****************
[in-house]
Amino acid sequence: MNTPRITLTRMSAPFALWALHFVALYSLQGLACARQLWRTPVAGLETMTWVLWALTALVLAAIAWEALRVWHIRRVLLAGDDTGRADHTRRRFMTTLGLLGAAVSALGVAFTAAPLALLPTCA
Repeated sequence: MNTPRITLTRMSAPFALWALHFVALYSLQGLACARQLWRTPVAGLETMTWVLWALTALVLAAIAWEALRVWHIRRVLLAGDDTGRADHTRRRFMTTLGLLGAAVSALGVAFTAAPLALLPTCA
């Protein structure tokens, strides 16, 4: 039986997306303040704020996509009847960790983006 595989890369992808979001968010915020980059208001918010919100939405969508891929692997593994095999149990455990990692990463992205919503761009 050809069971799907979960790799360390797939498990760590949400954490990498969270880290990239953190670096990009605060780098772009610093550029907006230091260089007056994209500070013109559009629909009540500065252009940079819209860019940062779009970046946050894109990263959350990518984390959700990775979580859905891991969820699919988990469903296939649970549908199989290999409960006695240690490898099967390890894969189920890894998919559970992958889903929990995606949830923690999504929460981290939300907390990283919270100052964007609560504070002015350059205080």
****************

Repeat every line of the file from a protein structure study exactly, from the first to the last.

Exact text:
[in-house]
Amino acid sequence: MNTPRITLTRMSAPFALWALHFVALYSLQGLACARQLWRTPVAGLETMTWVLWALTALVLAAIAWEALRVWHIRRVLLAGDDTGRADHTRRRFMTTLGLLGAAVSALGVAFTAAPLALLPTCA
Repeated sequence: MNTPRITLTRMSAPFALWALHFVALYSLQGLACARQLWRTPVAGLETMTWVLWALTALVLAAIAWEALRVWHIRRVLLAGDDTGRADHTRRRFMTTLGLLGAAVSALGVAFTAAPLALLPTCA
């Protein structure tokens, strides 16, 4: 039986997306303040704020996509009847960790983006 595989890369992808979001968010915020980059208001918010919100939405969508891929692997593994095999149990455990990692990463992205919503761009 050809069971799907979960790799360390797939498990760590949400954490990498969270880290990239953190670096990009605060780098772009610093550029907006230091260089007056994209500070013109559009629909009540500065252009940079819209860019940062779009970046946050894109990263959350990518984390959700990775979580859905891991969820699919988990469903296939649970549908199989290999409960006695240690490898099967390890894969189920890894998919559970992958889903929990995606949830923690999504929460981290939300907390990283919270100052964007609560504070002015350059205080």